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Notes from the Ground

Massage Therapy for Survivors

Published April 16, 2024
Person laying face down in a massage chair

CVT Embarks on a Study Centering Trauma-Informed and Culturally-Responsive Bodywork

Written by: Dr. Jennifer J. Esala, CVT senior researcher, Sarah Lawrence, CVT program evaluator and Sara Phillips, CVT social worker & massage therapist

When it comes to health concerns of CVT clients, chronic pain is a significant one. It can be caused by various factors, including physical injuries sustained during torture. Chronic pain can significantly impact quality of life, disrupt sleep, hinder mobility, exacerbate feelings of depression and heighten anxiety.

Studies show a high prevalence of chronic pain among torture survivors. This pain can manifest in various ways, with headaches, migraines, and back and joint pain being common.

Anne Eichmeyer, CVT Healing Hearts program manager, sheds light on the impact of chronic pain on their clients. “Most of our clients report having pain and often share this as their presenting problem when they first come to utilize our services. Often their pain seems to co-occur with and/or compound their symptoms of depression, anxiety or post-traumatic stress disorder (PTSD),” Eichmeyer said.

“We find that often as a result of our clients’ pain, they are unable to work and have difficulty meeting their basic needs. Many of our clients who experience pain also frequently use emergency services.”

The good news? Massage and bodywork have been found to reduce pain in both general populations and groups that have experienced trauma, including refugees, war veterans and survivors of interpersonal violence. 

“We have learned so much in recent decades about neuroscience, the body and trauma. So much trauma is stored in the body, so it is an organic outcome that many trauma-focused mental health interventions are now focused on the body in some way. Massage is a promising option,” said Leora Hudak, LCSW and CVT migration partnerships program manager.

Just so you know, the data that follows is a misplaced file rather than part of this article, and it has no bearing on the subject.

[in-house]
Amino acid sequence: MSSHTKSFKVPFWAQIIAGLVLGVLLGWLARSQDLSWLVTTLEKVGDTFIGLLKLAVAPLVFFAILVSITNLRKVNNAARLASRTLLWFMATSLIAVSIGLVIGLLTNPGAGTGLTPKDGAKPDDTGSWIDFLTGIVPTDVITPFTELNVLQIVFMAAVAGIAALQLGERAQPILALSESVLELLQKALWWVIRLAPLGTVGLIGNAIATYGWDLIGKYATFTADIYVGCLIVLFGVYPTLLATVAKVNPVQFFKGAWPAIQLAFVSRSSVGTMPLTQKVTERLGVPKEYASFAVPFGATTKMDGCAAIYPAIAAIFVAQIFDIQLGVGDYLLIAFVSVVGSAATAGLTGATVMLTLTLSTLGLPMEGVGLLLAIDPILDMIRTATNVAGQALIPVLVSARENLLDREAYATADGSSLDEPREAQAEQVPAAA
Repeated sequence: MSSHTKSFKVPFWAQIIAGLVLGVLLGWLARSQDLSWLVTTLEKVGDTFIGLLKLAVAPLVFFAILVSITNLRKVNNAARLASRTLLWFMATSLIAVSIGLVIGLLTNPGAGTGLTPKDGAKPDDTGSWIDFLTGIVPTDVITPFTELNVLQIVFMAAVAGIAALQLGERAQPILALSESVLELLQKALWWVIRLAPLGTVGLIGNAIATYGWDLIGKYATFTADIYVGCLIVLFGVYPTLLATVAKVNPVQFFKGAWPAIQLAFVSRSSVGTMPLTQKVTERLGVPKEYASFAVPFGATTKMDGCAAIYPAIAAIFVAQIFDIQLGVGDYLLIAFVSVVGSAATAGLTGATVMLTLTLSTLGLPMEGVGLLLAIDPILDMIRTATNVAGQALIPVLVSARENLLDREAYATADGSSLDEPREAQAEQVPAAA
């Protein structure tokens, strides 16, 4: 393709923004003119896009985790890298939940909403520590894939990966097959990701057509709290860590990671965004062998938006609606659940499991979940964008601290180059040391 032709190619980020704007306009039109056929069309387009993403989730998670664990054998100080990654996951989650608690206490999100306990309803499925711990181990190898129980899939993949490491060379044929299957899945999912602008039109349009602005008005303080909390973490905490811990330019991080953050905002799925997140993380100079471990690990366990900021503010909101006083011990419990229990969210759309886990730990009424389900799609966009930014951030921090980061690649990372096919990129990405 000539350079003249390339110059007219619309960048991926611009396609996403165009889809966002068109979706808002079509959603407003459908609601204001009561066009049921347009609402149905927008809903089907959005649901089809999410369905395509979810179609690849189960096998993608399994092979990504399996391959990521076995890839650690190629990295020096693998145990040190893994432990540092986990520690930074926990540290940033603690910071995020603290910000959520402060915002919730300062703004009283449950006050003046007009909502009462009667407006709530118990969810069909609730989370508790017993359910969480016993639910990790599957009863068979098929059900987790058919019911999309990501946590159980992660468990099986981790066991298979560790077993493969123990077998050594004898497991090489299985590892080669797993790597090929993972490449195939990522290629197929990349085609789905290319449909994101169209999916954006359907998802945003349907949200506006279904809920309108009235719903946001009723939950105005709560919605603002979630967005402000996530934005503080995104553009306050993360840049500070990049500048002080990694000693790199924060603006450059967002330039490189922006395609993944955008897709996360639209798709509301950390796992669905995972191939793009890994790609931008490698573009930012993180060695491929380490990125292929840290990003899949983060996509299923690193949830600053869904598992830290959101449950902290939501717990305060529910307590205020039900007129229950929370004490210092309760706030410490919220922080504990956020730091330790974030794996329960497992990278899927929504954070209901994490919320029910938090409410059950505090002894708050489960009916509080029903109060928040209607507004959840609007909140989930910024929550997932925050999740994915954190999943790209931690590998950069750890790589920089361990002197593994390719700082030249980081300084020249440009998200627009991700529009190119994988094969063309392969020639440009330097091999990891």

So much trauma is stored in the body, so it is an organic outcome that many trauma-focused mental health interventions are now focused on the body in some way. Massage is a promising option.”

Leora Hudak

Because of this promise, CVT applied for and received a grant from the Massage Therapy Foundation to conduct a research study. The goal of this study is to develop and test an approach to massage therapy that’s tailored to the needs of torture survivors, refugees and asylum seekers from diverse cultural backgrounds. 

What is TCI-Massage?

This new approach, called Trauma-Informed and Culturally-Responsive Integrated Massage Therapy (TCI-Massage), is designed to be sensitive to the trauma history, cultural considerations and language needs of CVT clients.

Because pain is a central concern for many survivors of torture, pain education is integrated into each massage session. This education is based on Mindful Awareness in Body-Oriented Therapy, and includes: 

  • Breathing exercises
  • Body awareness
  • Self-compassion

The TCI-Massage model is designed and implemented within a trauma-informed framework, which includes the foundational principles of safety, trust, offering choices, autonomy and communication in the context of the therapeutic relationship. 

An Addition to the CVT Menu of Services

CVT offers a comprehensive range of services to its clients, and massage therapy is envisioned as a valuable complement to their existing care model. 

Léonce Byimana, CVT director of U.S. clinical programs, emphasizes the importance of individualized care. “Because survivors have experienced different types of torture, have various levels of resilience and have different cultural backgrounds,” Byimana explains.